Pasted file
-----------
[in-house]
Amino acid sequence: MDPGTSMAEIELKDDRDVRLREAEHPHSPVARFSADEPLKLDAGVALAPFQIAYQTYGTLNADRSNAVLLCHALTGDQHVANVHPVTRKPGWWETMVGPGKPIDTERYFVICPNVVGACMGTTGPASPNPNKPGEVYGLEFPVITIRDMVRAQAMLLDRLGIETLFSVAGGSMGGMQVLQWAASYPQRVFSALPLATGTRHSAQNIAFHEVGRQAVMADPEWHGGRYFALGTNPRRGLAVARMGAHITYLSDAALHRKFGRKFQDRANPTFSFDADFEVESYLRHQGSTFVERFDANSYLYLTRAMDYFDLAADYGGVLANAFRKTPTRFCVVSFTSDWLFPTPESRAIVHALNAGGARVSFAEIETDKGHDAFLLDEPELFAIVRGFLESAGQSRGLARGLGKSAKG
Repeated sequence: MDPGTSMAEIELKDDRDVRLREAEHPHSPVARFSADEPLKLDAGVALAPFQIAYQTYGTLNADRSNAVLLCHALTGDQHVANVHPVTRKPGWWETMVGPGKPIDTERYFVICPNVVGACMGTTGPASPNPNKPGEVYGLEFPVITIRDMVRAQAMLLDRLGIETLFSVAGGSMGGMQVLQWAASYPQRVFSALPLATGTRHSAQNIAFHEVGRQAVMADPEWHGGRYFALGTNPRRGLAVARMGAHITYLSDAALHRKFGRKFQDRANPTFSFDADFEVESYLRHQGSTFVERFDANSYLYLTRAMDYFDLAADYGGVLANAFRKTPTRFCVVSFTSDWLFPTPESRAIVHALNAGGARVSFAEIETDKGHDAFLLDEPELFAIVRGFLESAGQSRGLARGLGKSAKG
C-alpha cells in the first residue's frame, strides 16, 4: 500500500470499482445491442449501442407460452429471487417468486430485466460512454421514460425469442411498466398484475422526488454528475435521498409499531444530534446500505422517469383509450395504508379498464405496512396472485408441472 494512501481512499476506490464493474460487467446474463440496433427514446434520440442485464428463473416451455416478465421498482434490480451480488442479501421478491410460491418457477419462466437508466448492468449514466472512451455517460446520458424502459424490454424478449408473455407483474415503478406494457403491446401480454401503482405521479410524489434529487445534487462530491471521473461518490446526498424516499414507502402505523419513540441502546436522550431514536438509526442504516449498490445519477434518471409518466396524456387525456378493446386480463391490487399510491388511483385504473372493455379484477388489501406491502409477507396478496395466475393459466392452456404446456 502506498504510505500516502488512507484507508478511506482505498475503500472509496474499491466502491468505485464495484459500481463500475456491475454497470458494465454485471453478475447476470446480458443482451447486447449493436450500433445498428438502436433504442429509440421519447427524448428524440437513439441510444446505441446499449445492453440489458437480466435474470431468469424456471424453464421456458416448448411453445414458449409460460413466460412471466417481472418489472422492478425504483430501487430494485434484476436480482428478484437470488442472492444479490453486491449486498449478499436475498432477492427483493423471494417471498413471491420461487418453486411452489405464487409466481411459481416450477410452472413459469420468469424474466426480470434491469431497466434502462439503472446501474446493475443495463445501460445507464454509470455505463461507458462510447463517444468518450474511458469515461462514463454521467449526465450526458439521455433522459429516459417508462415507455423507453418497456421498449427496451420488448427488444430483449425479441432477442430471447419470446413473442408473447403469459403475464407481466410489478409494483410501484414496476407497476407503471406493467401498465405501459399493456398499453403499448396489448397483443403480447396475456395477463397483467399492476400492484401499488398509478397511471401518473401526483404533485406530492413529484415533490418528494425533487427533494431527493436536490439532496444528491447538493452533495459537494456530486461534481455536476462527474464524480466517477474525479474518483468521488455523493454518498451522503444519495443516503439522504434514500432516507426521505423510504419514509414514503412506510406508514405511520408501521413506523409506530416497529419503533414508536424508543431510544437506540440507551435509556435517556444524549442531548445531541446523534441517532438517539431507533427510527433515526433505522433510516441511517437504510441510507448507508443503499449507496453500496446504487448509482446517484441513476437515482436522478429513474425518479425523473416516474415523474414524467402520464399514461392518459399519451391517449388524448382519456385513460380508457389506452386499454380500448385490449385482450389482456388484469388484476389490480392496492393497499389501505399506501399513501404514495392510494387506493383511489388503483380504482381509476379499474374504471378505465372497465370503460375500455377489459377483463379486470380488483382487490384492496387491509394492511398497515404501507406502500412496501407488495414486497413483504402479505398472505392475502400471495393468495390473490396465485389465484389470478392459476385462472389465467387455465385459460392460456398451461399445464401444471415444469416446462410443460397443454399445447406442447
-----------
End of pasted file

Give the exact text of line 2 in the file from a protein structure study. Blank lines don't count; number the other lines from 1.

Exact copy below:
Amino acid sequence: MDPGTSMAEIELKDDRDVRLREAEHPHSPVARFSADEPLKLDAGVALAPFQIAYQTYGTLNADRSNAVLLCHALTGDQHVANVHPVTRKPGWWETMVGPGKPIDTERYFVICPNVVGACMGTTGPASPNPNKPGEVYGLEFPVITIRDMVRAQAMLLDRLGIETLFSVAGGSMGGMQVLQWAASYPQRVFSALPLATGTRHSAQNIAFHEVGRQAVMADPEWHGGRYFALGTNPRRGLAVARMGAHITYLSDAALHRKFGRKFQDRANPTFSFDADFEVESYLRHQGSTFVERFDANSYLYLTRAMDYFDLAADYGGVLANAFRKTPTRFCVVSFTSDWLFPTPESRAIVHALNAGGARVSFAEIETDKGHDAFLLDEPELFAIVRGFLESAGQSRGLARGLGKSAKG